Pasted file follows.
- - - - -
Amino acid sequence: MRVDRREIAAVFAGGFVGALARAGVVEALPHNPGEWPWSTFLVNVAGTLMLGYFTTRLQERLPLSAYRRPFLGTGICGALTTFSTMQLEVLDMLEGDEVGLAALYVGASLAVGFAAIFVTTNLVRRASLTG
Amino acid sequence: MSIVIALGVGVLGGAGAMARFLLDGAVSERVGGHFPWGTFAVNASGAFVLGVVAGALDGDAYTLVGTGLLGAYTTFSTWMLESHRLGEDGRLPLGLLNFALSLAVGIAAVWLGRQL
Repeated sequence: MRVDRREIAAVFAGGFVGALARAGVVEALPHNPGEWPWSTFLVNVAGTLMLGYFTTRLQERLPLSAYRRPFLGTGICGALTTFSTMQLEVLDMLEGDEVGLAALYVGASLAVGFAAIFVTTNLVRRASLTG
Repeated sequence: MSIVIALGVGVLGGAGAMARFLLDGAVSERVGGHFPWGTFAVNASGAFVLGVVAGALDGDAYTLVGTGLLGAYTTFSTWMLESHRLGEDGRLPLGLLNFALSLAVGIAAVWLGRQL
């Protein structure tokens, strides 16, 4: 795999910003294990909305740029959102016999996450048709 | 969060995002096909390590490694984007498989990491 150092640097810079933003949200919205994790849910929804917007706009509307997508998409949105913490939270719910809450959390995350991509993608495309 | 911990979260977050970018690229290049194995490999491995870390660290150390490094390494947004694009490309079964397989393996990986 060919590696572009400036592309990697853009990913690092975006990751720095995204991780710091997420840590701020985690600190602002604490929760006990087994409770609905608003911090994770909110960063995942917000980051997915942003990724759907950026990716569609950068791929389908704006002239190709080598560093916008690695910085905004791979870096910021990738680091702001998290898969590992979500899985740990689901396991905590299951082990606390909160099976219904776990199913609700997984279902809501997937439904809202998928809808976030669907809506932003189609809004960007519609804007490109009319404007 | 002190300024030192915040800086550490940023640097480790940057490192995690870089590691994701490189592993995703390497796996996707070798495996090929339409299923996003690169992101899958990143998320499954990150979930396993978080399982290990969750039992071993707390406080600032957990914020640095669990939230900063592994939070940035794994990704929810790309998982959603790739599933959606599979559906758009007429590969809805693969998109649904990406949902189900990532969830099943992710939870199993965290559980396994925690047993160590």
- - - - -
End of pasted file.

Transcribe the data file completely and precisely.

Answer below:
Amino acid sequence: MRVDRREIAAVFAGGFVGALARAGVVEALPHNPGEWPWSTFLVNVAGTLMLGYFTTRLQERLPLSAYRRPFLGTGICGALTTFSTMQLEVLDMLEGDEVGLAALYVGASLAVGFAAIFVTTNLVRRASLTG
Amino acid sequence: MSIVIALGVGVLGGAGAMARFLLDGAVSERVGGHFPWGTFAVNASGAFVLGVVAGALDGDAYTLVGTGLLGAYTTFSTWMLESHRLGEDGRLPLGLLNFALSLAVGIAAVWLGRQL
Repeated sequence: MRVDRREIAAVFAGGFVGALARAGVVEALPHNPGEWPWSTFLVNVAGTLMLGYFTTRLQERLPLSAYRRPFLGTGICGALTTFSTMQLEVLDMLEGDEVGLAALYVGASLAVGFAAIFVTTNLVRRASLTG
Repeated sequence: MSIVIALGVGVLGGAGAMARFLLDGAVSERVGGHFPWGTFAVNASGAFVLGVVAGALDGDAYTLVGTGLLGAYTTFSTWMLESHRLGEDGRLPLGLLNFALSLAVGIAAVWLGRQL
């Protein structure tokens, strides 16, 4: 795999910003294990909305740029959102016999996450048709 | 969060995002096909390590490694984007498989990491 150092640097810079933003949200919205994790849910929804917007706009509307997508998409949105913490939270719910809450959390995350991509993608495309 | 911990979260977050970018690229290049194995490999491995870390660290150390490094390494947004694009490309079964397989393996990986 060919590696572009400036592309990697853009990913690092975006990751720095995204991780710091997420840590701020985690600190602002604490929760006990087994409770609905608003911090994770909110960063995942917000980051997915942003990724759907950026990716569609950068791929389908704006002239190709080598560093916008690695910085905004791979870096910021990738680091702001998290898969590992979500899985740990689901396991905590299951082990606390909160099976219904776990199913609700997984279902809501997937439904809202998928809808976030669907809506932003189609809004960007519609804007490109009319404007 | 002190300024030192915040800086550490940023640097480790940057490192995690870089590691994701490189592993995703390497796996996707070798495996090929339409299923996003690169992101899958990143998320499954990150979930396993978080399982290990969750039992071993707390406080600032957990914020640095669990939230900063592994939070940035794994990704929810790309998982959603790739599933959606599979559906758009007429590969809805693969998109649904990406949902189900990532969830099943992710939870199993965290559980396994925690047993160590």